Gallery: How We Correctly Detailed the Rocker Gills on the Comeback ‘Cuda

After restoring and installing the grille and “Shaker” scoop on the Comeback ‘Cuda we then turned our attention to the rocker gills. These are a one-year only feature and they are unique to the 1970 ‘Cuda model. In 1971 the “gills” were moved to the front fenders just in front of the doors. When you see a base Barracuda without these gills it just looks bare and unfinished. The designers at Plymouth were known for creating cool paint schemes and these gills are too cool for school.

To start with you need a set of fiberglass rocker gills. We had one good rocker gill left over from the wreck on the driver’s side, but the passenger side was toast. We contacted one of our go-to sponsors of this project at YearOne. If you go back over our four-year build of the Comeback ‘Cuda you will see that YearOne has been a major resource from the beginning. A great big thank you to this wonderful company and the great services you provide to our hobby. We really couldn’t have done it without you!

Above: We started out trying to save the reproduction “gill” from the driver’s side. Since we could tell it wasn’t an original part after sanding on it and then getting the new set from YearOne we decided to go with the new set.

Above left: We hit the “rocker gills” with a good coat of epoxy primer and then carefully filled in all the imperfections with a skim coat of filler. Here you can see what we started with and just how much detail was needed to create a paintable piece. This was done not only to the outside surface but edges and the back side of the individual “gills.” Above right: Then the pieces were carefully hand sanded with 220 grit followed by 400 grit and then resprayed with primer. This created a smooth detailed, crisp edge surface to re-create the original texture with the correct “gill” paint from Frank.  

When we got our new set of “rocker gills” the finish although designed to have texture had quite a few imperfections. So many that we had to spend hours filling and sanding each, individual gill, before we could paint it. As with a lot of reproduction parts they need some work to create a show quality appearance. After we got the surface correct, we then turned to another one of our go-to guys, Frank Badalson for the correct paint to create the perfect factory appearance these parts needed.

To get the rocker gills to factory correct appearance it took more than just shooting on the silver paint from Frank. Our theory is Plymouth used a two-step process to create a three-dimensional look that really brought these gills from plain to outstanding. To say they catch your attention is an understatement. Follow along on our step-by-step process and you will see what we mean.

Above left:. Using the same “slow” lacquer thinner we got for the grill and “Shaker” paint, we then sprayed the “rocker gills” with 2 coats of the “gill” paint. You need to be sure and cover the back side and well as the front side of each “gill.” We shot both coats somewhat on the dry side to create the texture needed to re-create the original finish. Above center: Here is a close-up that shows the texture, the color, and the sheen, that we feel is as close to factory appearance as is possible with today’s paints and parts. We purposely shot the outside surface more dry than the back side surface. That way you get the texture on the outside and the crisp definition on the back side. You can do this by painting one direction the entire length of the “rocker gill” drier and then spray back the other direction more wet. You will see that the process of spraying one direction and then spraying the opposite direction with a different technique pays off in the final appearance. Above right: So, after the two coats of silver texture paint the results looked really good. Most people would look at this part in this condition and say that looks great. And it does look great, so we thought let’s install it now.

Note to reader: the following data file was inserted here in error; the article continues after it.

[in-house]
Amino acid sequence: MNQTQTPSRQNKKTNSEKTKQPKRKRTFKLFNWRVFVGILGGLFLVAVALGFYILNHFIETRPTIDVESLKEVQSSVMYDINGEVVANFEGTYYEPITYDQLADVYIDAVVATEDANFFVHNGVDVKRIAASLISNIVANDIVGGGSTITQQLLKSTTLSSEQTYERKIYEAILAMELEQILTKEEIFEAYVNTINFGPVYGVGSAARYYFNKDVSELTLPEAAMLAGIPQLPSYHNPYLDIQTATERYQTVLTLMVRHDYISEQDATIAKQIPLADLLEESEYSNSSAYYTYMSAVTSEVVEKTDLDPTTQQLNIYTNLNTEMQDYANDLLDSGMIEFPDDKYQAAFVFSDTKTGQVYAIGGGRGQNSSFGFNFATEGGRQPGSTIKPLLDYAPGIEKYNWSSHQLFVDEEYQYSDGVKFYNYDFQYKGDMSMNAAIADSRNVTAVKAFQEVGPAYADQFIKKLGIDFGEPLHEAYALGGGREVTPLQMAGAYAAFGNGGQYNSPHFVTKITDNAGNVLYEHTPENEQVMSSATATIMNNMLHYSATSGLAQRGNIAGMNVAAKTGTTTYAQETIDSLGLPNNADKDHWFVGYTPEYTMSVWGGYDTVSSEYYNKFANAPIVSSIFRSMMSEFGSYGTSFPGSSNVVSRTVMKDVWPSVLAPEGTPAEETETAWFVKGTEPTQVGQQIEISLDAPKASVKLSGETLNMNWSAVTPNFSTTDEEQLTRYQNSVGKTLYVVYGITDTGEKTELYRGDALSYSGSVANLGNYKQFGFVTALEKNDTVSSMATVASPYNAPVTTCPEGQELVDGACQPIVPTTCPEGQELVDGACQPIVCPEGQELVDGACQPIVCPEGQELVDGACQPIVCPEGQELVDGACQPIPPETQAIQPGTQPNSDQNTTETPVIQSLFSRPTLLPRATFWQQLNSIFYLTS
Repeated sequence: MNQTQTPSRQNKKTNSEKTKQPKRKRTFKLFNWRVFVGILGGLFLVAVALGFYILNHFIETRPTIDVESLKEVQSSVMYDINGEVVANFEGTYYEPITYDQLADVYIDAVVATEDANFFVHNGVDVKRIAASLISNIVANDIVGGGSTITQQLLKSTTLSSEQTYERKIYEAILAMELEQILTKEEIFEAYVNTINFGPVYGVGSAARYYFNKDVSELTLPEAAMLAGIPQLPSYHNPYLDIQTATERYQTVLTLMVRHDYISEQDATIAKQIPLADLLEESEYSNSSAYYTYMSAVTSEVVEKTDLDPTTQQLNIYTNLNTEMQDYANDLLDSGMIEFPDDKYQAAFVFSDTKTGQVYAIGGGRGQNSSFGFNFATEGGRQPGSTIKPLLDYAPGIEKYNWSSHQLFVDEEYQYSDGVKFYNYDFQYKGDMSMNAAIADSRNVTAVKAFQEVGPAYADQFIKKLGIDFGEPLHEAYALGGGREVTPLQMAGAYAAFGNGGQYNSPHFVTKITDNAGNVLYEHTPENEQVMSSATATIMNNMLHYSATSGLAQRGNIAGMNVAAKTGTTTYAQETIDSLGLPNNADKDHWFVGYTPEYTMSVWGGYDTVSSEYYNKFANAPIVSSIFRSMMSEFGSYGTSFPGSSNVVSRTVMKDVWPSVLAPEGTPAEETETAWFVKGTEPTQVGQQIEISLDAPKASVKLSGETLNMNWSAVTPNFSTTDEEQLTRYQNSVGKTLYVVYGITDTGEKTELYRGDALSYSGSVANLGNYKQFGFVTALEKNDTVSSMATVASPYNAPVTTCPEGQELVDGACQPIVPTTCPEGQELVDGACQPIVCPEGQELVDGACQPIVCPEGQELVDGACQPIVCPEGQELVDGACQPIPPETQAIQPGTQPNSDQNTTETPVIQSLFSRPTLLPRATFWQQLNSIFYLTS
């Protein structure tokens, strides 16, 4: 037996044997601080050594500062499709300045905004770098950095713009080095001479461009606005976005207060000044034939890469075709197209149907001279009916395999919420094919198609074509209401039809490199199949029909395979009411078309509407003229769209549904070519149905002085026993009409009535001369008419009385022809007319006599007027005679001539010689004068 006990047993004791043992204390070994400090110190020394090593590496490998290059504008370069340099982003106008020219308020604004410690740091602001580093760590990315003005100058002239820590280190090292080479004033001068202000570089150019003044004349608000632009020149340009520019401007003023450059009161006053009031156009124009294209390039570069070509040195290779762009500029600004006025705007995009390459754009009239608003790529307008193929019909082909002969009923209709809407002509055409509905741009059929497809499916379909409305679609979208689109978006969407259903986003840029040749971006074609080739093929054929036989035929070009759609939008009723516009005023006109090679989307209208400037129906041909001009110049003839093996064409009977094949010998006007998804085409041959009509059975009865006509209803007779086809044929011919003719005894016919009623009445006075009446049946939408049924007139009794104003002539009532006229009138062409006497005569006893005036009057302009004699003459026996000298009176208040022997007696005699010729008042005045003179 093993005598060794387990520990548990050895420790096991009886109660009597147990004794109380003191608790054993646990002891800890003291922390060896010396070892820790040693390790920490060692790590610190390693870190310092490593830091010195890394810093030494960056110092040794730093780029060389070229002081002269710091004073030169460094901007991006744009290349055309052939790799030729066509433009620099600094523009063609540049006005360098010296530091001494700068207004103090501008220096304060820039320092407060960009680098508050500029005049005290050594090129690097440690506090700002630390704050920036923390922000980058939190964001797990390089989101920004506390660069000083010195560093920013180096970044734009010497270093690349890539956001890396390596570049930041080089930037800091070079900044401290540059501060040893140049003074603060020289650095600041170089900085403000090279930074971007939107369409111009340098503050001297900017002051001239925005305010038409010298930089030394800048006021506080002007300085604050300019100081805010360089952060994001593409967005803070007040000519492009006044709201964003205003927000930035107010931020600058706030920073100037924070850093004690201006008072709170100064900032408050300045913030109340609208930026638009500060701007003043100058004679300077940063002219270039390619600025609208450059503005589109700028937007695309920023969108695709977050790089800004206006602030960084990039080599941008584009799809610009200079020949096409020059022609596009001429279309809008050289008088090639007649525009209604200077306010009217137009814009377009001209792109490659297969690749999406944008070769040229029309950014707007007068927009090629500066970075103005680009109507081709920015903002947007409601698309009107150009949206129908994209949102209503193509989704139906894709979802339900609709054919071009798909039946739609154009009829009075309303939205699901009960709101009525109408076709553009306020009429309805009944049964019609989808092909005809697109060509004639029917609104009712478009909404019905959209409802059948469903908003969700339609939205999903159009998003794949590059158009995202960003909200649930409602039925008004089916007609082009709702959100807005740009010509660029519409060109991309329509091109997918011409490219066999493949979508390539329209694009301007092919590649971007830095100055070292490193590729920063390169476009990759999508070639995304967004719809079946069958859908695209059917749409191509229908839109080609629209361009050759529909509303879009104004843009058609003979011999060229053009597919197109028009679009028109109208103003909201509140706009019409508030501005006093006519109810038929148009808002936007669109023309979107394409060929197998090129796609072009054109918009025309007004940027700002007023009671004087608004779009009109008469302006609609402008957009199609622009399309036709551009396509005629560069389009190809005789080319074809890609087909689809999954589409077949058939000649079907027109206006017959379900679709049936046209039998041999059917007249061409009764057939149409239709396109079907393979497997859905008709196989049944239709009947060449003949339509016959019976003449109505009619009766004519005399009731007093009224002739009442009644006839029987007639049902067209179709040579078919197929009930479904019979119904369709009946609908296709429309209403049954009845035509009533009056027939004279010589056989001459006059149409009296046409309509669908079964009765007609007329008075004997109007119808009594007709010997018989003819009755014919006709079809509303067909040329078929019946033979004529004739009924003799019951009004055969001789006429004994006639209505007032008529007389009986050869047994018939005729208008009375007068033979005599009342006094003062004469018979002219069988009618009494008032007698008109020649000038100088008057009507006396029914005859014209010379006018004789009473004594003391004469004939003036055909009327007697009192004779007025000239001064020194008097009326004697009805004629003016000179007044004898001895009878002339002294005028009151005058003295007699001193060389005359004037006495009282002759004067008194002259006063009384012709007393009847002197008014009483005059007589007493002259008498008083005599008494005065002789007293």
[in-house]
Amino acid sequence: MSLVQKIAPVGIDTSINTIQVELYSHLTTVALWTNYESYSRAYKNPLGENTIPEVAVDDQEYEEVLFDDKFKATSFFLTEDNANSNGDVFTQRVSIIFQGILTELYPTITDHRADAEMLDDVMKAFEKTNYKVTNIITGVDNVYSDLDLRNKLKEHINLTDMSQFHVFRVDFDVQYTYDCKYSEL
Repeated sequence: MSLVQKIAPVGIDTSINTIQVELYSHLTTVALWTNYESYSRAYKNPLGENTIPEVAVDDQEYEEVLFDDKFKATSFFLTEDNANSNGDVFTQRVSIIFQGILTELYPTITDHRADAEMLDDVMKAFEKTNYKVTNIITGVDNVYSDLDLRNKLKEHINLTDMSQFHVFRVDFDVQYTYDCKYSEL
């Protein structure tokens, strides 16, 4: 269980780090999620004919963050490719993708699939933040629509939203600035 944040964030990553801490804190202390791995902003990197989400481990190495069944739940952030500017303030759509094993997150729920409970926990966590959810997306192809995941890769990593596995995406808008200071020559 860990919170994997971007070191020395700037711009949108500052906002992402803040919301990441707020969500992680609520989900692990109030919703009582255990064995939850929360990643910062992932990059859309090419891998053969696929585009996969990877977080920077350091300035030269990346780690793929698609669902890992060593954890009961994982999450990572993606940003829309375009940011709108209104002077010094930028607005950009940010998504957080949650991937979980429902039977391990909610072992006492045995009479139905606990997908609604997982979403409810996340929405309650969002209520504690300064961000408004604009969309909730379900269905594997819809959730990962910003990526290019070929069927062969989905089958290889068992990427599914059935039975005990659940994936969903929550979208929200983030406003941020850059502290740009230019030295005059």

Above: Here is the painted rocker gill mounted on the Comeback ‘Cuda. We intentionally wanted to show the look of a one dimensional rocker gill installed on the car. But the designers from Plymouth had an artistic technique to bring these gills to life and make them something everyone would notice.

Above left: We then took a touch up gun with flat black and lightly sprayed the back side of the gills in one direction. By standing the rocker gill upright, most of the paint would go on the back side of each gill. This would give depth and dimension to the gills. Above right: After the flat black paint dried, we then turned the rocker upright and going the other direction shot a final dry coat of silver leaving a great texture on the outside of each gill. Here is a close-up of just how detailed the rocker gill can turn out using these techniques.

Above left: Now when the rocker gills are installed on the car they look great and definitely stand out. Now we only have speculation about how the factory did these. It is our theory that they were probably painted all flat black and then shot with silver one time going in one direction. After all we know just how “cost effective” these cars were made. Above right: But for the Comeback ‘Cuda we just had to make it better than factory. The results speak for themselves.

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Mike Wilkins

Michael Wilkins is a lifelong Mopar owner, restorer, and car enthusiast, as well as a respected judge of OE Plymouth and Dodge B-Bodies. Wilkins has spent nearly half a century driving, racing, and restoring some of the finest Mopars in the US, earning several Antique Automobile of America Grand National Senior awards, Mopar National Best of Show and first place awards, and a co-author of "The Chrysler B-Body Restoration Guide."

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